As Stanislaus County has seen an increase in COVID-19 cases from community spread, nursing homes and assisted living communities in the area are feeling the impact with high rates of infection and deaths.
Stanislaus County is fifth in the state for cases at skilled nursing facilities, with the California Department of Public Health reporting a total of 511 cases and more than 100 deaths for the county. On Friday, there were 159 skilled nursing facility residents currently testing positive for COVID-19.
As of Friday, the CDPH has recorded 21,716 COVID-19 cases among residents at skilled nursing facilities in the state, with 2,806 reported in the last 24 hours. Of the total cases, 3,666 residents have died from COVID-19.
The Centers for Medicare and Medicaid Services recently released data showing that high community spread of COVID-19 cases is typically followed by a spike in cases at nursing homes and assisted living communities.
“With the recent major spikes of COVID cases in many states across the country, we were very concerned this trend would lead to an increase in cases in nursing homes and unfortunately it has,” stated Mark Parkinson, president and CEO of the American Health Care Association and National Center for Assisted Living. “This is especially troubling since many nursing homes and other long-term care facilities are still unable to acquire the personal protective equipment and testing they need to fully combat this virus.”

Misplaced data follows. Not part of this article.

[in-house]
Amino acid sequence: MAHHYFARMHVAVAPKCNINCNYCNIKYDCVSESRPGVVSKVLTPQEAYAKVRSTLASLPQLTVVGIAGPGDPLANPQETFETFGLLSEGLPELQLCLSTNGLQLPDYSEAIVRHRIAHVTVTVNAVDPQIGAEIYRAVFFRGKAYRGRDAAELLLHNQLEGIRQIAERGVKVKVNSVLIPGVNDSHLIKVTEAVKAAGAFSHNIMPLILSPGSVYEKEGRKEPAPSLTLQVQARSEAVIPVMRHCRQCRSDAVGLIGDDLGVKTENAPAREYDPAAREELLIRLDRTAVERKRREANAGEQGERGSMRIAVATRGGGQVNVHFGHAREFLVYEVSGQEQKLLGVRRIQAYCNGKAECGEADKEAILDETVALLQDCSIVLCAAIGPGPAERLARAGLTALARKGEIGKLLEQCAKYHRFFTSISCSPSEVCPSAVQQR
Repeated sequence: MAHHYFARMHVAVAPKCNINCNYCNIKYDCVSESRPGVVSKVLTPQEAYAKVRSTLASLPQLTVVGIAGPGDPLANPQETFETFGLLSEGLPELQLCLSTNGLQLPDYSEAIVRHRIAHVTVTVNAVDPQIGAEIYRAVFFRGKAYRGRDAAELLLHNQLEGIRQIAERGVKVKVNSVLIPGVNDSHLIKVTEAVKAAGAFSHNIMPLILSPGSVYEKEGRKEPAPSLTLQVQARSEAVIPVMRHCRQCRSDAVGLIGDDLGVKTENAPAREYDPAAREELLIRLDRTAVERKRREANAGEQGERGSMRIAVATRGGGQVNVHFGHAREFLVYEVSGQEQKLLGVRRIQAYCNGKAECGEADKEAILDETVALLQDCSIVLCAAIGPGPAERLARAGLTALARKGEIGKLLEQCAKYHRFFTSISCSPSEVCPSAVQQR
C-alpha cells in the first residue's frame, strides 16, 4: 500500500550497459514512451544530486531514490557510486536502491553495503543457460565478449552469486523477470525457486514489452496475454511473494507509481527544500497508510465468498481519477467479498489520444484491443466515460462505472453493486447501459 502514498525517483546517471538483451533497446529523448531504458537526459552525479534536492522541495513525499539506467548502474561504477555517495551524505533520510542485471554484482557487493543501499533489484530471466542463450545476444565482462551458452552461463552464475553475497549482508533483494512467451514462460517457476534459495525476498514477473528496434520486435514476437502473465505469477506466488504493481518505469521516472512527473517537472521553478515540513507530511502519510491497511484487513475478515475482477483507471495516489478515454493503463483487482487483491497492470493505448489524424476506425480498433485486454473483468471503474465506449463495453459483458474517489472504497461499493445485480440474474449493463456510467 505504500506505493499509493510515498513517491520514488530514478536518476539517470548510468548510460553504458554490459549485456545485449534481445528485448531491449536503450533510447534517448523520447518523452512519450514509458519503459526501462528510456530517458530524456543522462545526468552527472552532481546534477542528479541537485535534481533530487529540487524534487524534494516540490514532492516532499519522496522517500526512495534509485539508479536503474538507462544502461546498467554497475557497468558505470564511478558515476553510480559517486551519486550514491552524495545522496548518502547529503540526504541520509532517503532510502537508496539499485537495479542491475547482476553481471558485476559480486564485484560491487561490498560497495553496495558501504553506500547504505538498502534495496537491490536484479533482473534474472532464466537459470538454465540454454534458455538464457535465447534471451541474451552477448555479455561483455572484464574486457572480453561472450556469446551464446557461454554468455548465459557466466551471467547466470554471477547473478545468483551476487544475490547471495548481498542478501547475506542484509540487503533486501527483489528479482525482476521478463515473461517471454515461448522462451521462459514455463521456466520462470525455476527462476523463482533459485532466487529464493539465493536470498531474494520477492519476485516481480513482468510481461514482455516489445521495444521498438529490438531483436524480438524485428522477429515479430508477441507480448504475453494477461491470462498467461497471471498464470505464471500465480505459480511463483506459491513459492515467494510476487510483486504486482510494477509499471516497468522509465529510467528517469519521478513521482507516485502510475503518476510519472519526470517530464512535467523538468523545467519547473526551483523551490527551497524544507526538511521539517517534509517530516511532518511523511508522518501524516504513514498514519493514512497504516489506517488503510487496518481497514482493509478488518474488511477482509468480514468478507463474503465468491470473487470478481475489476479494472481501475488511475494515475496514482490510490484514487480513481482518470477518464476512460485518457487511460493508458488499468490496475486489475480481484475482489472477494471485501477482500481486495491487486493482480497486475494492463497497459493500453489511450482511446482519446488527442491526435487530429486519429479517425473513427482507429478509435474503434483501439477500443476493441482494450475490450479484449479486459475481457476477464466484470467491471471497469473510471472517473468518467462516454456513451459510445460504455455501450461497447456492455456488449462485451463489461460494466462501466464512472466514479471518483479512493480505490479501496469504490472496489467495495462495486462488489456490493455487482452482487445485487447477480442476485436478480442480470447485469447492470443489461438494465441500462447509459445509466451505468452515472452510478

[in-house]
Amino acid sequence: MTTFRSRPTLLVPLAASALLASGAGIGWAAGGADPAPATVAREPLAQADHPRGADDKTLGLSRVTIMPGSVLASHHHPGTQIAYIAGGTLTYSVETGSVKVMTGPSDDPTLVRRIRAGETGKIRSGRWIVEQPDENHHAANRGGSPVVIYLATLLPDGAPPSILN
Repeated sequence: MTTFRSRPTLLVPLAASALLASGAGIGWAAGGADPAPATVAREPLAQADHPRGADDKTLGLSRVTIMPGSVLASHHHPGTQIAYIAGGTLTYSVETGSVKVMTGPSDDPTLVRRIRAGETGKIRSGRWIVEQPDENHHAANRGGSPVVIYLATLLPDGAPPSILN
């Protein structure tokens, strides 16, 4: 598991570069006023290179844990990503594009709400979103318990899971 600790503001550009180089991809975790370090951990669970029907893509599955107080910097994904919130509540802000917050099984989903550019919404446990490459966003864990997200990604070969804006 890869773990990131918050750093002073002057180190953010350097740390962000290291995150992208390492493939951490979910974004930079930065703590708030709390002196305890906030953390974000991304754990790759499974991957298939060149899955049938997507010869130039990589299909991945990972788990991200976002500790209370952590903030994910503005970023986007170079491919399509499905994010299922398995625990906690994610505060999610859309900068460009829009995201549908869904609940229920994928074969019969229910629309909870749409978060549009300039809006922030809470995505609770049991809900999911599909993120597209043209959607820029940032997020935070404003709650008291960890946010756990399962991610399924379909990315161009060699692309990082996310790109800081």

In July, the Trump administration announced an initiative to provide rapid testing machines to every nursing home in the country, but the effort has been slow-moving and the agency now promises only to provide funding for an initial round of testing for nursing home residents and two rounds of testing for staff.
“The federal government has again dropped the ball on nursing homes and left seniors hanging – we were promised testing machines and kits but we’re still waiting,” said Rep. Josh Harder in a letter to the director of Health and Human Services. “We’re six months into this pandemic. There’s no excuse for how slowly the administration has moved to protect seniors. This is exactly why we should pass my bill to guarantee universal testing at nursing homes.”
Rep. Harder recently introduced the Nursing Home Pandemic Safety Act, which would guarantee universal testing for all nursing home residents and staff. The bill would establish a legal requirement that the Trump Administration provide testing to all nursing home residents and staff.
As of Friday, Stanislaus County has recorded 11,953 positive COVID-19 cases and 195 deaths.